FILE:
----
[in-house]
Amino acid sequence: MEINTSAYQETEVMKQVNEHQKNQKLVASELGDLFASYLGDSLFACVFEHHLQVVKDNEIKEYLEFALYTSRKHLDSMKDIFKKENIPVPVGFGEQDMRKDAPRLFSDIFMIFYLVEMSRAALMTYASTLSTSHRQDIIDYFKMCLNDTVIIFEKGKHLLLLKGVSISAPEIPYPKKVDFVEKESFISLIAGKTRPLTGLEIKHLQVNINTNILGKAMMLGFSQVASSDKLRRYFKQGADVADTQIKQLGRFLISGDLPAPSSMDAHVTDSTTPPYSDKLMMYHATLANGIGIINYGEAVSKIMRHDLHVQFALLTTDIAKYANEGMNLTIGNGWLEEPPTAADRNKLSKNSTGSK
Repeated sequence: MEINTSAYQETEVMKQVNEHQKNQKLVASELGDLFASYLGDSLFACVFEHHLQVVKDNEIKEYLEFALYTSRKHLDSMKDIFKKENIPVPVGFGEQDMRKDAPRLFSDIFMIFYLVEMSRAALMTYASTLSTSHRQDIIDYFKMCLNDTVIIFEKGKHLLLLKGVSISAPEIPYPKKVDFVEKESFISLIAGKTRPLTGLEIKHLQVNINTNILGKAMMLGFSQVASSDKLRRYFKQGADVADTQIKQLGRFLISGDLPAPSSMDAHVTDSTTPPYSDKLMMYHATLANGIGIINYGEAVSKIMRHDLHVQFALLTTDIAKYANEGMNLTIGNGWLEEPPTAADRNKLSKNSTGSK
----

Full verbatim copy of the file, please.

[in-house]
Amino acid sequence: MEINTSAYQETEVMKQVNEHQKNQKLVASELGDLFASYLGDSLFACVFEHHLQVVKDNEIKEYLEFALYTSRKHLDSMKDIFKKENIPVPVGFGEQDMRKDAPRLFSDIFMIFYLVEMSRAALMTYASTLSTSHRQDIIDYFKMCLNDTVIIFEKGKHLLLLKGVSISAPEIPYPKKVDFVEKESFISLIAGKTRPLTGLEIKHLQVNINTNILGKAMMLGFSQVASSDKLRRYFKQGADVADTQIKQLGRFLISGDLPAPSSMDAHVTDSTTPPYSDKLMMYHATLANGIGIINYGEAVSKIMRHDLHVQFALLTTDIAKYANEGMNLTIGNGWLEEPPTAADRNKLSKNSTGSK
Repeated sequence: MEINTSAYQETEVMKQVNEHQKNQKLVASELGDLFASYLGDSLFACVFEHHLQVVKDNEIKEYLEFALYTSRKHLDSMKDIFKKENIPVPVGFGEQDMRKDAPRLFSDIFMIFYLVEMSRAALMTYASTLSTSHRQDIIDYFKMCLNDTVIIFEKGKHLLLLKGVSISAPEIPYPKKVDFVEKESFISLIAGKTRPLTGLEIKHLQVNINTNILGKAMMLGFSQVASSDKLRRYFKQGADVADTQIKQLGRFLISGDLPAPSSMDAHVTDSTTPPYSDKLMMYHATLANGIGIINYGEAVSKIMRHDLHVQFALLTTDIAKYANEGMNLTIGNGWLEEPPTAADRNKLSKNSTGSK